With respect to the results of the measurement of affective components, all elements of the satisfaction scale had a different frequency distribution and can well distinguish between people with high and low values of the latent life satisfaction score (alphas 1.74 to 4.50). In addition, some items had different difficulty (beta) settings for each specific response option. For example, participants were relatively less likely to choose the highest point on the Likert scale (7 = strongly agree) when they rated the statement at point 5 (« If I could live my life, I would hardly change anything ») and more sensitive to this answer when they rated the statement at point 3 (« I am satisfied with my life »). In this context, studies using CTT methods suggest that the fifth element of the scale often has factor loads and item-total correlations lower than those of the first four elements of the scale (e.B. Senécal et al., 2000; see also our CFA analysis for this scale, which reproduces these results in additional material). We agree with Pavot and Diener (2008), who suggested that, since this specific point strongly involves a cursory assessment in recent years, reactions to it might involve different cognitive memory than responses to elements that involve, for example, a temporal summary (e.g., .B. point 3: « I am satisfied with my life »). In addition, the few studies that use the IRT methodology, as in our study, show that the fifth point is slightly different from the other four elements of the scale, making comparisons based on raw values in certain populations misleading (p.. B e.g. Vittersø et al., 2005; Oishi, 2006). Moreover, when evaluating point 1 (« In most cases, my life is close to my ideal »), participants were relatively more likely to choose the lowest point on the Likert scale (1 = strongly disagree) and less sensitive to this answer when they rated point 4 (« So far, I`ve gotten the important things I want in life »).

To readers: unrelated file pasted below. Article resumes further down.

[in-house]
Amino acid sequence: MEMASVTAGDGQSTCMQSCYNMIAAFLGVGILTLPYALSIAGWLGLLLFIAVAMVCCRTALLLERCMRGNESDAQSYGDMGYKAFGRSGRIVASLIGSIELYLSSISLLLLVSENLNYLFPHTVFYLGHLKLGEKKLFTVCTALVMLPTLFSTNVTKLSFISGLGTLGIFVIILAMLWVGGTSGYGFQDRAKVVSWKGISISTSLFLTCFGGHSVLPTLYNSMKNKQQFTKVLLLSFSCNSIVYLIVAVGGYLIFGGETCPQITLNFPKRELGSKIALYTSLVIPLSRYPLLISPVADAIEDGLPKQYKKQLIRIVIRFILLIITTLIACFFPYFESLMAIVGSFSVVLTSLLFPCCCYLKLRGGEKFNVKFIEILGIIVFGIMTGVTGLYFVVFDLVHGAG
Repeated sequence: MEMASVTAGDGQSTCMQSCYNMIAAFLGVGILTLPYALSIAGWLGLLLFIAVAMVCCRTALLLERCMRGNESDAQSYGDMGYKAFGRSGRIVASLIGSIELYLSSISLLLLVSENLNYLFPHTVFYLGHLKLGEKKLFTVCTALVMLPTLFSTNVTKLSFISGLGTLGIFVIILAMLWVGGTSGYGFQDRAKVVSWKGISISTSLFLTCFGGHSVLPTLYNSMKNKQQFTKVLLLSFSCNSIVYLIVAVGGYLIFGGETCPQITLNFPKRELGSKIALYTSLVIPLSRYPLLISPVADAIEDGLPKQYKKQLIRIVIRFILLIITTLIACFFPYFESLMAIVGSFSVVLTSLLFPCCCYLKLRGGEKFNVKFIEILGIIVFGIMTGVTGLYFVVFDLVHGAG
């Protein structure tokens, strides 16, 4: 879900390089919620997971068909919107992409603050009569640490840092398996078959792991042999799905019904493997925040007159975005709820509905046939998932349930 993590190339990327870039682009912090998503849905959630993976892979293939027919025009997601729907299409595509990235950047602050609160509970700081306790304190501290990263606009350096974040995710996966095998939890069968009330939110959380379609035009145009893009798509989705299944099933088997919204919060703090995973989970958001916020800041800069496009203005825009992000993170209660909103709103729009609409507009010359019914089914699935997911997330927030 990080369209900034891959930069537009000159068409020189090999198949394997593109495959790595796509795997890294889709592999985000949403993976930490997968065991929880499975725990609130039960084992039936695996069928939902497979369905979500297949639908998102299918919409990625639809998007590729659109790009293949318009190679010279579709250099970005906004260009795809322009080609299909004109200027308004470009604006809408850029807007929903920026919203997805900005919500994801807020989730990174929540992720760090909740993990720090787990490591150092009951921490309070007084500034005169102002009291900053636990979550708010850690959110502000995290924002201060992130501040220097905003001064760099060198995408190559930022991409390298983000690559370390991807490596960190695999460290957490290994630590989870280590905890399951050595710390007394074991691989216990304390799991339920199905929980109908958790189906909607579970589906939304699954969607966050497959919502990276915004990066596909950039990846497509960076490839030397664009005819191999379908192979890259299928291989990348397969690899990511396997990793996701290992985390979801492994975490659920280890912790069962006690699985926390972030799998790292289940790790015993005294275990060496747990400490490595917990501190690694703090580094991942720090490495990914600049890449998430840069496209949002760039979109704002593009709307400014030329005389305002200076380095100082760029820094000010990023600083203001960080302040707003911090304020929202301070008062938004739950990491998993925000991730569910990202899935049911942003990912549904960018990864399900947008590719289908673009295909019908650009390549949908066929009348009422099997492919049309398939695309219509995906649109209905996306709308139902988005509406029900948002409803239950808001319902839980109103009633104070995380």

We interpret this as participants who do not see « getting the important things in my life » as equivalent to being close to their own self-imposed ideal, which is by definition how life satisfaction was conceived (Diener et al., 1985; Poppy and Diener, 1993, 2008). This suggests that responses to these points will have an impact on the psychometric characteristics of the life satisfaction scale and on comparisons between groups based on the raw values of the scale (cf. Oishi, 2006). In this line, CTT methods suggest that a life satisfaction score of 20 is the neutral point on the scale, while a score between 5 and 9 indicates that the respondent is extremely dissatisfied with life. Scores between 15 and 19 are interpreted as slightly dissatisfied, scores between 21 and 25 are slightly satisfied, and scores between 31 and 35 indicate that the respondent is extremely satisfied with life (Poppy and Servant, 2008). In contrast, our IRT analysis suggests a score of 22.30 as a neutral point on the scale and that 95% of participants are in the scores of 6.35-33.60. Therefore, the IRT could be useful for creating normative data for this and the other scale. Persoskie A, Ferrer RA, Nelson WL, Klein WM. Perceptions of precancerous risk predict subjective well-being after cancer.